Despite implications made on the packaging that the figures would have articulated arms, elbows, heads and legs, they, uh, don’t. The actual figures only have articulated arms. Since you can’t adjust the legs, this means they often have trouble standing under their own power when weapons are placed in their hands. And good luck keeping them upright should you decide to have them raise their arms in victory whilst holding said weapons; ain’t gonna happen, chuckles!
I didn’t test this theory to be sure, but something tells me that if you were to, against all reasonable appearances, attempt turning a figure’s head or bending its leg anyway, you’re in for a world of plastic shards.
The “Action Ninja” motorcycle pictured on the card is pretty rad. I’m not sure how these guys are supposed to ride it, but it’s a nice thought. Me want!
On the “Leo but not really” figure’s incredibly-chiseled back is this convenient sticker, reiterating its OKK Trading / Zhongshan City birthplace. That’s as close to copyright info as you’re going to get with these guys, and frankly, I’m amazed it has managed to stay affixed to the fig since leaving its Guangdong, China homeland.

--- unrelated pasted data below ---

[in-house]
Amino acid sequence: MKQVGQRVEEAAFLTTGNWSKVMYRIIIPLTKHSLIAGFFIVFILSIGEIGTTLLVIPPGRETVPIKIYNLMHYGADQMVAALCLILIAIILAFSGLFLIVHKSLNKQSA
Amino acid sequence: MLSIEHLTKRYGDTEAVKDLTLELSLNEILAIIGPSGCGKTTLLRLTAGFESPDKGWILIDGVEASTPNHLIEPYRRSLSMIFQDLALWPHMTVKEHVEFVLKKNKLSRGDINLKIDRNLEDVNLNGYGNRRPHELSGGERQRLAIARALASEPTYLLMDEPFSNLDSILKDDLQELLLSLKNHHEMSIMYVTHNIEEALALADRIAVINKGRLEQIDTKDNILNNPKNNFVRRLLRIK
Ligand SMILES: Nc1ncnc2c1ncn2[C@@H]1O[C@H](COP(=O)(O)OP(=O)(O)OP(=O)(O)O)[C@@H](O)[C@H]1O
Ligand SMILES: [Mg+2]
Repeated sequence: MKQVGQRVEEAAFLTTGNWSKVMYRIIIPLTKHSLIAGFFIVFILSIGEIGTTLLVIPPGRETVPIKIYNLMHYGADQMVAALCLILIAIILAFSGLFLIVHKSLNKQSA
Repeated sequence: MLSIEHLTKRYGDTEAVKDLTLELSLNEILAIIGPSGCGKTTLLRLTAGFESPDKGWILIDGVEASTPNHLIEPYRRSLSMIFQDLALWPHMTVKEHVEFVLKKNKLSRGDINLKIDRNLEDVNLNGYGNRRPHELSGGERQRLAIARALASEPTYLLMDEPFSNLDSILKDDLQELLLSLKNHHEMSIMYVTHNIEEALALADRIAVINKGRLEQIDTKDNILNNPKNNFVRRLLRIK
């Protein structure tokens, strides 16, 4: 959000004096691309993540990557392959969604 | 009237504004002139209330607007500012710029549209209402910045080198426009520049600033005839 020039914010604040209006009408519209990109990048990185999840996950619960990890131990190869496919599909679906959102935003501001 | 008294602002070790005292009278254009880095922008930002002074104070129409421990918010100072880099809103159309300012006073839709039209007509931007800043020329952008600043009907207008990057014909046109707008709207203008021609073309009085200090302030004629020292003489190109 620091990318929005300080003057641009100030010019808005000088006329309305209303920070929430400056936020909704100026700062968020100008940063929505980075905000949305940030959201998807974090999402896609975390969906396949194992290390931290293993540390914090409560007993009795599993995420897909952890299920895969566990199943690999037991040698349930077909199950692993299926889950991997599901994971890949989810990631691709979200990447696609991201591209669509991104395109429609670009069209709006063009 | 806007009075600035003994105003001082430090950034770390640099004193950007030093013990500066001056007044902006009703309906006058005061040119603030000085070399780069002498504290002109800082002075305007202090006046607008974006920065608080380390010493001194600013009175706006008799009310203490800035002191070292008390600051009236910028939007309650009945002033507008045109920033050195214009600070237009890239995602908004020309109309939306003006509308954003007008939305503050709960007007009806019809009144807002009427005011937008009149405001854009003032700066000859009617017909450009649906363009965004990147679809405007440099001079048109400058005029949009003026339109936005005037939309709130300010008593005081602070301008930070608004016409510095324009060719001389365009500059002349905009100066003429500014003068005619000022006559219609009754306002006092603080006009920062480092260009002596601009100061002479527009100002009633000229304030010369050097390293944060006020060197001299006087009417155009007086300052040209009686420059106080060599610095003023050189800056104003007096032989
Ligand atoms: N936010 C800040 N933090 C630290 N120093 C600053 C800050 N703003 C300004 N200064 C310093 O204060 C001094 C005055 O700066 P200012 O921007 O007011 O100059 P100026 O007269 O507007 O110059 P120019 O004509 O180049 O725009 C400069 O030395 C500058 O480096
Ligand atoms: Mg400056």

(I’m not convinced “Zhongshan” and “Guangdong” are actual places found on this planet, but since plastic action figures have never lied to me before, I guess I’ll take their word for it.)
For the sake of scale comparison, Super Ninja(s) are taller than Honky Tonk Man, and quite a bit taller than the Noid, but are still dwarfed by an inexplicably-bearded Dwight Schultz action figure. This picture is important because it not only gives you, the reader, an idea of Super Ninja height when compared to more well-known figures, but also because it gives me, supposedly an adult, the chance to play around with toys while under the facade of providing informational information. My life is empty and I do what I can to fill it.